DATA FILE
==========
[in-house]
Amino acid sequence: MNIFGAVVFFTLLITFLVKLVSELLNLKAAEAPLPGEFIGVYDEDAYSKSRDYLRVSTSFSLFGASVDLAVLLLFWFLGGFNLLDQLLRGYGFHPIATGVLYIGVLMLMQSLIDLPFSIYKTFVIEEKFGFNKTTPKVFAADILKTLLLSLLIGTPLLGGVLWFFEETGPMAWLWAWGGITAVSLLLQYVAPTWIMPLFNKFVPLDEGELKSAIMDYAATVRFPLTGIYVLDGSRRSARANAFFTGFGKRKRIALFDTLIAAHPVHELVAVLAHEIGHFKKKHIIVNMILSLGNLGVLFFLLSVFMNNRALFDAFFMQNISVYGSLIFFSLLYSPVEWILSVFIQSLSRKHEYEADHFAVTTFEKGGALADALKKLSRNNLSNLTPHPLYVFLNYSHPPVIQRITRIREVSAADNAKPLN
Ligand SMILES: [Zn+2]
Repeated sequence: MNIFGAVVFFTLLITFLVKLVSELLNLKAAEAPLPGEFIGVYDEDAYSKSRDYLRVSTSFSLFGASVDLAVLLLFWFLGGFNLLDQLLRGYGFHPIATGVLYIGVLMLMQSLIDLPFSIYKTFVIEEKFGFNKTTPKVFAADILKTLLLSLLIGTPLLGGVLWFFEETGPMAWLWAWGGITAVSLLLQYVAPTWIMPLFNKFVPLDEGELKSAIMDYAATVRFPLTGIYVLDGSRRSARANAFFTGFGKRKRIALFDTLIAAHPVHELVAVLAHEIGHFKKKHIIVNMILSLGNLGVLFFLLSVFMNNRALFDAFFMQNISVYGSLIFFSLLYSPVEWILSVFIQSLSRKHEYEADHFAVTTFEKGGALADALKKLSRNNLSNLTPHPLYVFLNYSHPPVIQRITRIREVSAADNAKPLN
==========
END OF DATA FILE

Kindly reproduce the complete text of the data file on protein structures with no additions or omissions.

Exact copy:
[in-house]
Amino acid sequence: MNIFGAVVFFTLLITFLVKLVSELLNLKAAEAPLPGEFIGVYDEDAYSKSRDYLRVSTSFSLFGASVDLAVLLLFWFLGGFNLLDQLLRGYGFHPIATGVLYIGVLMLMQSLIDLPFSIYKTFVIEEKFGFNKTTPKVFAADILKTLLLSLLIGTPLLGGVLWFFEETGPMAWLWAWGGITAVSLLLQYVAPTWIMPLFNKFVPLDEGELKSAIMDYAATVRFPLTGIYVLDGSRRSARANAFFTGFGKRKRIALFDTLIAAHPVHELVAVLAHEIGHFKKKHIIVNMILSLGNLGVLFFLLSVFMNNRALFDAFFMQNISVYGSLIFFSLLYSPVEWILSVFIQSLSRKHEYEADHFAVTTFEKGGALADALKKLSRNNLSNLTPHPLYVFLNYSHPPVIQRITRIREVSAADNAKPLN
Ligand SMILES: [Zn+2]
Repeated sequence: MNIFGAVVFFTLLITFLVKLVSELLNLKAAEAPLPGEFIGVYDEDAYSKSRDYLRVSTSFSLFGASVDLAVLLLFWFLGGFNLLDQLLRGYGFHPIATGVLYIGVLMLMQSLIDLPFSIYKTFVIEEKFGFNKTTPKVFAADILKTLLLSLLIGTPLLGGVLWFFEETGPMAWLWAWGGITAVSLLLQYVAPTWIMPLFNKFVPLDEGELKSAIMDYAATVRFPLTGIYVLDGSRRSARANAFFTGFGKRKRIALFDTLIAAHPVHELVAVLAHEIGHFKKKHIIVNMILSLGNLGVLFFLLSVFMNNRALFDAFFMQNISVYGSLIFFSLLYSPVEWILSVFIQSLSRKHEYEADHFAVTTFEKGGALADALKKLSRNNLSNLTPHPLYVFLNYSHPPVIQRITRIREVSAADNAKPLN